One of the things that you learn as a fencer, particularly a veteran fencer, is to take all fencers seriously, whatever their age. Someone my age can easily be taken down in a bout by a fencer of fourteen (the age at which fencers can compete in the open Divisions). Someone my age can also take out fencers much younger than I am. What’s the saying? “Old age and treachery will always beat youth and exuberance.” Not in fencing. And not in academia, either.
When I engaged Dorothy Kim a year and a half ago, I saluted her as a worthy opponent. I was sincerely grateful for the challenge that she presented my original “Three Cheers for White Men” post, and I was energized at the thought of making my argument better. What I did not expect was to spend the next year and a half receiving screenshots from colleagues showing me what she was saying about me. I appreciated that she had friends who supported her in her arguments (I met many of them in that first Facebook exchange), but what I did not anticipate was the general unwillingness of the scholars in my field to read the primary sources. To come to my blog and see what I had written about Milo. Perhaps even, like Jane, to change their minds about what they had heard.
I say general unwillingness, but of course that’s not true. I have no idea how many people from my field of study or academia more generally have visited my blog in the last couple weeks. I do know that my salon of Random Laypersons continues to grow and that I have received letters of thanks from around the country, indeed around the world, encouraging me in taking a stand against the glamour.
But the glamour is strong, as is the mob. Which is where, if you are still curious, fencing comes in.
Three years ago I quit this sport, dramatically, hysterically, humiliatingly when I lost in the direct elimination round not once but twice in the same weekend to less experienced fencers than myself after coming out of the pools both times in the top 8. Everything that the Elf Queen threw at Magrat, I threw at myself after losing the second of those bouts in two days. The pit opened up and all I could see was my utter worthlessness. And then it got worse as I fell in. And in. And in. Disdain? I knew it. Contempt? I was it. Ugly? I had never seen anyone uglier, less able to control her emotions, more despicable and humiliating than me.
I cried for almost a whole day, so overwhelming was the humiliation, not at losing, but at not being able to lose well.
And so I quit. Took the summer off. Worked on other things. And waited to receive the peer review reports on my book. Which, when they came, told me that there was no book there. That I had humiliated myself all over again by thinking I could write anything that anybody would want to read.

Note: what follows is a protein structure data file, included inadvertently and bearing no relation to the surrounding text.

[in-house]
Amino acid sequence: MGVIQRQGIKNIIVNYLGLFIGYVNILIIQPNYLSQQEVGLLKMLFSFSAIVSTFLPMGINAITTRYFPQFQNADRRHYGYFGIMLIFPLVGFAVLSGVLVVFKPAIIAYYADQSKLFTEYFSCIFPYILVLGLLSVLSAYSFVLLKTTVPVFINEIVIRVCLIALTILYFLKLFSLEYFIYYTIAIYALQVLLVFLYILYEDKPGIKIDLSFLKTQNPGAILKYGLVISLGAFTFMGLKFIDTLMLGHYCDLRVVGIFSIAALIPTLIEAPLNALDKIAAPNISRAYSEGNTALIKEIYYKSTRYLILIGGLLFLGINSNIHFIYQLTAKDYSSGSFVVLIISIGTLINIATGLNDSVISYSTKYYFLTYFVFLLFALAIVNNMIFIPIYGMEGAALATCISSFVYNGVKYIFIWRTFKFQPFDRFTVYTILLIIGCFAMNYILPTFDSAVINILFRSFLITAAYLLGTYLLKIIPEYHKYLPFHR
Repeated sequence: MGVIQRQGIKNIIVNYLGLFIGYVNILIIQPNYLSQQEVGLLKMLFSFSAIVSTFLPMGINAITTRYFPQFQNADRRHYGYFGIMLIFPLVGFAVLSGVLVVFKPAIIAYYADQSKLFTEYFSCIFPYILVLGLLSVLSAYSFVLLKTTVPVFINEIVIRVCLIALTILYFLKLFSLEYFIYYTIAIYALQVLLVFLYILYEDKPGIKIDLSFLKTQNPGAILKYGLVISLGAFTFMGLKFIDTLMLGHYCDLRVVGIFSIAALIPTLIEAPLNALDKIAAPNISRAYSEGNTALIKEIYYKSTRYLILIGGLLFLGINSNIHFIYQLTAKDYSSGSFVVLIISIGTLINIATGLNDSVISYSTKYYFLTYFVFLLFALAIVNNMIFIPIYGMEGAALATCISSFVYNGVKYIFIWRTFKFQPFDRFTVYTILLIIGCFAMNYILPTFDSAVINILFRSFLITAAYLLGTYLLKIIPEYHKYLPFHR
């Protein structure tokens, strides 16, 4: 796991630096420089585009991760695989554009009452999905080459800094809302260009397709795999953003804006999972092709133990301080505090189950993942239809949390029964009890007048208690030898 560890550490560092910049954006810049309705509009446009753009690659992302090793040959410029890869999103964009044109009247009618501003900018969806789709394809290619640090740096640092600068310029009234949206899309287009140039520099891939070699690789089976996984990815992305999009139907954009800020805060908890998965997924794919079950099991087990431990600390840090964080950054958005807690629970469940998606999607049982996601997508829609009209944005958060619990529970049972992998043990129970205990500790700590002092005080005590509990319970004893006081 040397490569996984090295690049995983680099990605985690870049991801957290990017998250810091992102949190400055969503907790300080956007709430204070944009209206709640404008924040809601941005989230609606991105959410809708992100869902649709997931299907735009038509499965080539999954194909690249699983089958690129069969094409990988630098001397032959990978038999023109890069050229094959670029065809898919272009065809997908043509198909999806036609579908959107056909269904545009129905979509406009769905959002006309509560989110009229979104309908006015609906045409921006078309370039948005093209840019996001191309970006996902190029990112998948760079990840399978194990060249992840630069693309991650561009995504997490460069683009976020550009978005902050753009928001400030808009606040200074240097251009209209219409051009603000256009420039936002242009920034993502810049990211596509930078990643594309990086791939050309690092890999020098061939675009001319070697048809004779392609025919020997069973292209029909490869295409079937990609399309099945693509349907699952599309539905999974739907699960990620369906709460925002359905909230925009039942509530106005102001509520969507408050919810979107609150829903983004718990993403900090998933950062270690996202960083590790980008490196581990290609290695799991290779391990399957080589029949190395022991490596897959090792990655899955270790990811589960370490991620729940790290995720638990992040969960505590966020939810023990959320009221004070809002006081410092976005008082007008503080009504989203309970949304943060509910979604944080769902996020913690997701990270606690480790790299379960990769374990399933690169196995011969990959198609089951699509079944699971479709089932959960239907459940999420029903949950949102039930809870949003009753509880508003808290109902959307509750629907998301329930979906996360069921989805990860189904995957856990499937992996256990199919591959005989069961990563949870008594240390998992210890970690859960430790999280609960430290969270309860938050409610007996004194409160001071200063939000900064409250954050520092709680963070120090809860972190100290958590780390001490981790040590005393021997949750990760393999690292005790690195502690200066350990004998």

Self-confidence? Confidence in what?
Here is my theory about what is happening in my junior colleagues’ response to Jane and me: they are in the grip of terrible writer’s block, and they are taking it out on us. Jane has published twenty-three books, both edited collections and monographs, and over one hundred articles. She has outpublished almost everyone in our field, including the men with whom she has had to compete throughout her career. My publication record is nowhere near as impressive in quantity, partly because I write such long books. But even I am amazed at how much I have managed to write just on my blog this past year, and I did finish my second book.
Writing is hard. It takes you out into the wilderness and confronts you with all your inadequacies. It is the Elf Queen telling you over and over and over again, “You suck.” It is extremely tempting to take it out on others, to blame them for your not being able to find the thing that you most want to say. But the Elf Queen is insubstantial and the glamour is in part of our own making, our willingness to succumb to the lies about what it means to create.
I started this blog over nine years ago as a way of helping me get started on writing my second book. I began with a prayer because I had no idea what I was going to be able to say, nor was I sure that I would ever figure out how to write my book. I started fencing because I wanted to understand the metaphors that my monastic sources were using about the role of military discipline in shaping the soul. And I kept writing on the blog because it was the one place that the writer’s block did not seem to hold sway.
This was the context for that first post I wrote about Milo and the response to his talks: “A few words of advice to Trigglypuff – and her teachers.” Because I’ve been there. I know what it means not to be able to sit with your emotions. I know what it means not to be able to find that sweet spot between anxiety and boredom. I know what it means to confront the Elf Queen – all the previous scholarship in our field – and have it tell you nothing that you write will ever be as insightful, profound, well-received, important as what older scholars have said. I have been there, with the Devil bearing down on me, telling me to burn my own book.
And I have been there with the other girls telling me I suck. And believing them.
“You did well there, girl,” [Nanny says to Magrat after she battles the Elf Queen to a draw. ] “Didn’t think you had it in you to survive an attack like that. It fairly had me widdling myself.”
“I’ve had practice,” said Magrat, darkly.So have I.
*Not quite true, although Milo’s Catholicism shone out to me from the first when I started watching his talks. I told Jane I have read back through his archive of articles into the reviews that he wrote as a beginning journalist for the Catholic Herald.
**Again, not quite true: I converted this year, in the midst of my blogging about Milo, after decades of studying the medieval devotion to Mary. It was time.